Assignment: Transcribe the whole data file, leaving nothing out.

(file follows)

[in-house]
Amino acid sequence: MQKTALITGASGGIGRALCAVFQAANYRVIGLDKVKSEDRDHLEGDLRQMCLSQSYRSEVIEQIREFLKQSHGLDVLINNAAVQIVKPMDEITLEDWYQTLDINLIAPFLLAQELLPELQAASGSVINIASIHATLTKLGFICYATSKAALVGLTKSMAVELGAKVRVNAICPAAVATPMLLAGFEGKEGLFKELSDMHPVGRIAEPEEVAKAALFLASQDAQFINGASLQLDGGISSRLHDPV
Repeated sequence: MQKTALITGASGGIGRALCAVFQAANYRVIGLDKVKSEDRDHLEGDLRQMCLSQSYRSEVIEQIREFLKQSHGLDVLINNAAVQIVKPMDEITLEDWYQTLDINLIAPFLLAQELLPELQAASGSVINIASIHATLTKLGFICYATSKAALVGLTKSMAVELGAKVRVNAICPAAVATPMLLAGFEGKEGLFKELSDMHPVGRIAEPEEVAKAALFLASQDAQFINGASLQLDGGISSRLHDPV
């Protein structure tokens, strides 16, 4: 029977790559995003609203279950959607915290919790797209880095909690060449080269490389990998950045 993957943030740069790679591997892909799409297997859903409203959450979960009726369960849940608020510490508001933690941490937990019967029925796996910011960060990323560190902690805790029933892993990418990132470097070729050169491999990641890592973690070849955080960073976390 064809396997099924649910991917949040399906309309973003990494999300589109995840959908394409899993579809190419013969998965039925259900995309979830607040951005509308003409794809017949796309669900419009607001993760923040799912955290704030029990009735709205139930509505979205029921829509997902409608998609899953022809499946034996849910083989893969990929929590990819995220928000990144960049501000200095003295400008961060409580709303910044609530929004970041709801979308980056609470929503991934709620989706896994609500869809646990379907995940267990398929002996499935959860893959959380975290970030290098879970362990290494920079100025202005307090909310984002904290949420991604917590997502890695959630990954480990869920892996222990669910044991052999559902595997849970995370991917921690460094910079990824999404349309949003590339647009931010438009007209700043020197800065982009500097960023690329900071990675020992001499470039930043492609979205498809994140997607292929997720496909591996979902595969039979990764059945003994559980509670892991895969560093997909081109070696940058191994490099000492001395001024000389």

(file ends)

[in-house]
Amino acid sequence: MQKTALITGASGGIGRALCAVFQAANYRVIGLDKVKSEDRDHLEGDLRQMCLSQSYRSEVIEQIREFLKQSHGLDVLINNAAVQIVKPMDEITLEDWYQTLDINLIAPFLLAQELLPELQAASGSVINIASIHATLTKLGFICYATSKAALVGLTKSMAVELGAKVRVNAICPAAVATPMLLAGFEGKEGLFKELSDMHPVGRIAEPEEVAKAALFLASQDAQFINGASLQLDGGISSRLHDPV
Repeated sequence: MQKTALITGASGGIGRALCAVFQAANYRVIGLDKVKSEDRDHLEGDLRQMCLSQSYRSEVIEQIREFLKQSHGLDVLINNAAVQIVKPMDEITLEDWYQTLDINLIAPFLLAQELLPELQAASGSVINIASIHATLTKLGFICYATSKAALVGLTKSMAVELGAKVRVNAICPAAVATPMLLAGFEGKEGLFKELSDMHPVGRIAEPEEVAKAALFLASQDAQFINGASLQLDGGISSRLHDPV
């Protein structure tokens, strides 16, 4: 029977790559995003609203279950959607915290919790797209880095909690060449080269490389990998950045 993957943030740069790679591997892909799409297997859903409203959450979960009726369960849940608020510490508001933690941490937990019967029925796996910011960060990323560190902690805790029933892993990418990132470097070729050169491999990641890592973690070849955080960073976390 064809396997099924649910991917949040399906309309973003990494999300589109995840959908394409899993579809190419013969998965039925259900995309979830607040951005509308003409794809017949796309669900419009607001993760923040799912955290704030029990009735709205139930509505979205029921829509997902409608998609899953022809499946034996849910083989893969990929929590990819995220928000990144960049501000200095003295400008961060409580709303910044609530929004970041709801979308980056609470929503991934709620989706896994609500869809646990379907995940267990398929002996499935959860893959959380975290970030290098879970362990290494920079100025202005307090909310984002904290949420991604917590997502890695959630990954480990869920892996222990669910044991052999559902595997849970995370991917921690460094910079990824999404349309949003590339647009931010438009007209700043020197800065982009500097960023690329900071990675020992001499470039930043492609979205498809994140997607292929997720496909591996979902595969039979990764059945003994559980509670892991895969560093997909081109070696940058191994490099000492001395001024000389």